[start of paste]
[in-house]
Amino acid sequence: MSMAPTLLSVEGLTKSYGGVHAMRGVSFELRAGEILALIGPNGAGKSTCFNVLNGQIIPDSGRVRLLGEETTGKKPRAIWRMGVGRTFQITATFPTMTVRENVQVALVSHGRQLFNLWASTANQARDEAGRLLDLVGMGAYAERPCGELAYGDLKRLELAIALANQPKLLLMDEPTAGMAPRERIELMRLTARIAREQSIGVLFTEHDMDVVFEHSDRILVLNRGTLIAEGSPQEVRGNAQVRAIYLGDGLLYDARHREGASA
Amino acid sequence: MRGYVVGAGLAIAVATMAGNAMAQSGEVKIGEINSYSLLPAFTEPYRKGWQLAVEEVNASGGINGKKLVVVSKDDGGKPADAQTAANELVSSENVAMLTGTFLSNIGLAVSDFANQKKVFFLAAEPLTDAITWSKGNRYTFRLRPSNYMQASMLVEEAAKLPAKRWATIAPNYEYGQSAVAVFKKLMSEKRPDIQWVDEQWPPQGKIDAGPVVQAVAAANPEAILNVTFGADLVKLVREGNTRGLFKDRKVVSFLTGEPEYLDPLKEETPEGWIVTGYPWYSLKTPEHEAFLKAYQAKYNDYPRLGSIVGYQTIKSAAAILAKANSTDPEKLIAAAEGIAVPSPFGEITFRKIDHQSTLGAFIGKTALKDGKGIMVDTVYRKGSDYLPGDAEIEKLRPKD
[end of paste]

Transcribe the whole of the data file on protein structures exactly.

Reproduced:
[in-house]
Amino acid sequence: MSMAPTLLSVEGLTKSYGGVHAMRGVSFELRAGEILALIGPNGAGKSTCFNVLNGQIIPDSGRVRLLGEETTGKKPRAIWRMGVGRTFQITATFPTMTVRENVQVALVSHGRQLFNLWASTANQARDEAGRLLDLVGMGAYAERPCGELAYGDLKRLELAIALANQPKLLLMDEPTAGMAPRERIELMRLTARIAREQSIGVLFTEHDMDVVFEHSDRILVLNRGTLIAEGSPQEVRGNAQVRAIYLGDGLLYDARHREGASA
Amino acid sequence: MRGYVVGAGLAIAVATMAGNAMAQSGEVKIGEINSYSLLPAFTEPYRKGWQLAVEEVNASGGINGKKLVVVSKDDGGKPADAQTAANELVSSENVAMLTGTFLSNIGLAVSDFANQKKVFFLAAEPLTDAITWSKGNRYTFRLRPSNYMQASMLVEEAAKLPAKRWATIAPNYEYGQSAVAVFKKLMSEKRPDIQWVDEQWPPQGKIDAGPVVQAVAAANPEAILNVTFGADLVKLVREGNTRGLFKDRKVVSFLTGEPEYLDPLKEETPEGWIVTGYPWYSLKTPEHEAFLKAYQAKYNDYPRLGSIVGYQTIKSAAAILAKANSTDPEKLIAAAEGIAVPSPFGEITFRKIDHQSTLGAFIGKTALKDGKGIMVDTVYRKGSDYLPGDAEIEKLRPKD